aus writes “I’ve been doing web development for about 10 years now. It’s been very good to me, but I want to do more than write HTML, PHP, JavaScript and CSS. Since the job market isn’t all that great right now in the US, it would seem that volunteering some time on an open source project would give me the satisfaction I’m looking for. The problem is finding a project that wants/needs help that I would also be interested in. I’ve tried browsing around on Sourceforge and Freshmeat … is there a site somewhere that I’m not aware of that has classifieds where open source project maintainers post ‘job’ listings?”

Read more of this story at Slashdot.

Why you still should master Photoshop even if you’re planning a life of crime.

http://idle.slashdot.org/story/10/07/20/1532237/Criminal-Photoshops-Himself-Into-Charity-Photos-In-Bid-For-Leniency?from=rss via Byline

38-year-old Daryl Simon decided it would be a good idea to submit fake pictures of himself at charity events, and forged letters of support from various charitable organizations to the court before he was sentenced for credit card fraud. Unfortunately for Daryl, he is as good at Photoshop as he is at credit card scams, and Judge Stephen Robinson was not amused. Simon was sentenced to 285-months in prison — 50 months more than the maximum under sentencing guidelines. From the article: “Daryl Simon’s bald-faced move included sticking a picture of himself into a shot with a physical-therapy patient, then flipping the image and placing it next to a teen student. ‘Evidence that his image was inserted and flipped can be seen by examining the single detail on his shirt above his fingers — that detail appears on the left side of the shirt in the top photograph, and on the right side of the shirt in the bottom photograph,’ prosecutors wrote.”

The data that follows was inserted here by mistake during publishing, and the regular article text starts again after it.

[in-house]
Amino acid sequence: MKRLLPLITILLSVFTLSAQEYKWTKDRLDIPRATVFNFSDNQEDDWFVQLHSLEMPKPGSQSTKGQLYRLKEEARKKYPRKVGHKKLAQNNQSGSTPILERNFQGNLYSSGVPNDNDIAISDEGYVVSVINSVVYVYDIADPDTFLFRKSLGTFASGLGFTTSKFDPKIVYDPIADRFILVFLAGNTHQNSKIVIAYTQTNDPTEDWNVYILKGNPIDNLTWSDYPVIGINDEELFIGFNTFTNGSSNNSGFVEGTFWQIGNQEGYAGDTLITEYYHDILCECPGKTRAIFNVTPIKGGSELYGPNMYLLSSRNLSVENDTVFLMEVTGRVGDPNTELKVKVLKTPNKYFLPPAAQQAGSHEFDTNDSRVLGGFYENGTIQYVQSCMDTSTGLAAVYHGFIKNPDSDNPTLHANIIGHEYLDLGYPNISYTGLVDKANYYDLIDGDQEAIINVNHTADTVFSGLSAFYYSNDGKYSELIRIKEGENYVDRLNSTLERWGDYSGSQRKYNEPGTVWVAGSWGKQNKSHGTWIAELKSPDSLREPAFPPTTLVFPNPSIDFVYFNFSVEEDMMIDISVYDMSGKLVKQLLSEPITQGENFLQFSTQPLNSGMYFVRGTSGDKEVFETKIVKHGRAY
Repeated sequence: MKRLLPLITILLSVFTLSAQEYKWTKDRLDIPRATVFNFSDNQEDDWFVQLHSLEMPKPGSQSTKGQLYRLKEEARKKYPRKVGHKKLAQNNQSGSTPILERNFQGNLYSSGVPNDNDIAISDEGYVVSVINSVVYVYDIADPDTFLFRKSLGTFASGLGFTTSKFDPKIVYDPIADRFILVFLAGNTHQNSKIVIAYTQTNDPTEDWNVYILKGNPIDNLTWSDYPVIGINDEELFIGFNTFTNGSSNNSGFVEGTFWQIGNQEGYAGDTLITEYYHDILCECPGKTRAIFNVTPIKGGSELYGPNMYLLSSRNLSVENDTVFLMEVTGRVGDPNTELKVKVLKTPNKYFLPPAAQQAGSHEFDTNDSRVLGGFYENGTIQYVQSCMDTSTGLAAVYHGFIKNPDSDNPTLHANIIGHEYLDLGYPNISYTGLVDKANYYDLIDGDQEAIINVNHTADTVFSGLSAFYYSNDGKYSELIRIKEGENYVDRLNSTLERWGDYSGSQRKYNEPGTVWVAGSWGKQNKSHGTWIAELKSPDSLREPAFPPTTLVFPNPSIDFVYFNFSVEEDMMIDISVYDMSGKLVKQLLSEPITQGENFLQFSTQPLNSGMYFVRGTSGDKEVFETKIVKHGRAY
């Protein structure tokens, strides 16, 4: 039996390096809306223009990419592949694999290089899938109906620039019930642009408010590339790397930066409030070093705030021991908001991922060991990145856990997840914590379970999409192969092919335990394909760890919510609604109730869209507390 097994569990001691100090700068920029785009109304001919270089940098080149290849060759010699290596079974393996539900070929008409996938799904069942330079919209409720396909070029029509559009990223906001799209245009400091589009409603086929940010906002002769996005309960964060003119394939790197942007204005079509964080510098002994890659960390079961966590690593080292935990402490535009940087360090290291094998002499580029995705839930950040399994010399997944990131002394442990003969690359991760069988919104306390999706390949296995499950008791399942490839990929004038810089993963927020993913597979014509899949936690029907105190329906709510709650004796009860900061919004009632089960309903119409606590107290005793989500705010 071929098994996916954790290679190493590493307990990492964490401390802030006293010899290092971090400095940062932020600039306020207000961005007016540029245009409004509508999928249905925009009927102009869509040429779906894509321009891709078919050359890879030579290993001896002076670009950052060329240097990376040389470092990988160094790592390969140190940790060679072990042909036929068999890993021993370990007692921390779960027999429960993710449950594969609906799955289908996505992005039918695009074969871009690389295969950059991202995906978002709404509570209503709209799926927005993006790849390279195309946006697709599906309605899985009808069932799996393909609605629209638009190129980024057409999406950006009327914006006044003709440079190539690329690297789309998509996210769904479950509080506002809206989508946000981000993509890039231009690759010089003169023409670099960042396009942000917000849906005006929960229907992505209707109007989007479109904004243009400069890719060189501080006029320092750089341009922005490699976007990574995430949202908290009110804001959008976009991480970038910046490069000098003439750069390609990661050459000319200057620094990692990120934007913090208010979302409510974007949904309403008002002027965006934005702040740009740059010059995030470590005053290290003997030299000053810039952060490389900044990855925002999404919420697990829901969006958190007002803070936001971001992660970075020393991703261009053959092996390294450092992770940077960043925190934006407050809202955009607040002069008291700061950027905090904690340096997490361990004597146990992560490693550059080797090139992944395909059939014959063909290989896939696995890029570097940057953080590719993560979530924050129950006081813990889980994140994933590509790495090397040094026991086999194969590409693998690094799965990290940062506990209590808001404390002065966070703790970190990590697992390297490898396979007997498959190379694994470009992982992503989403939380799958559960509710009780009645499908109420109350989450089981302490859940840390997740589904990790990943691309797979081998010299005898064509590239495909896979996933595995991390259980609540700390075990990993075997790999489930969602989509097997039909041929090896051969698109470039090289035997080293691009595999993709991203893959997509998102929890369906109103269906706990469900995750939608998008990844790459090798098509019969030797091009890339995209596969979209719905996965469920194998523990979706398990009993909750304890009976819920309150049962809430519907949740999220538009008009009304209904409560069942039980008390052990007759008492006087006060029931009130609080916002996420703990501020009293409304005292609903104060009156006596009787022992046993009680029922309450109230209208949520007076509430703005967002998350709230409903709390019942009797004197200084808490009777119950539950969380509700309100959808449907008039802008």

Read more of this story at Slashdot.

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Why you still should master Photoshop even if you’re planning a life of crime.

http://idle.slashdot.org/story/10/07/20/1532237/Criminal-Photoshops-Himself-Into-Charity-Photos-In-Bid-For-Leniency?from=rss via Byline

38-year-old Daryl Simon decided it would be a good idea to submit fake pictures of himself at charity events, and forged letters of support from various charitable organizations to the court before he was sentenced for credit card fraud. Unfortunately for Daryl, he is as good at Photoshop as he is at credit card scams, and Judge Stephen Robinson was not amused. Simon was sentenced to 285-months in prison — 50 months more than the maximum under sentencing guidelines. From the article: “Daryl Simon’s bald-faced move included sticking a picture of himself into a shot with a physical-therapy patient, then flipping the image and placing it next to a teen student. ‘Evidence that his image was inserted and flipped can be seen by examining the single detail on his shirt above his fingers — that detail appears on the left side of the shirt in the top photograph, and on the right side of the shirt in the bottom photograph,’ prosecutors wrote.”

Read more of this story at Slashdot.

Another DIY AR toolkit. I wonder if it comes with that sophisticated European accent built-in–it does vaguely sound computer-generated.

http://www.wired.com/beyond_the_beyond/2010/07/augmented-reality-hoppala/ via Byline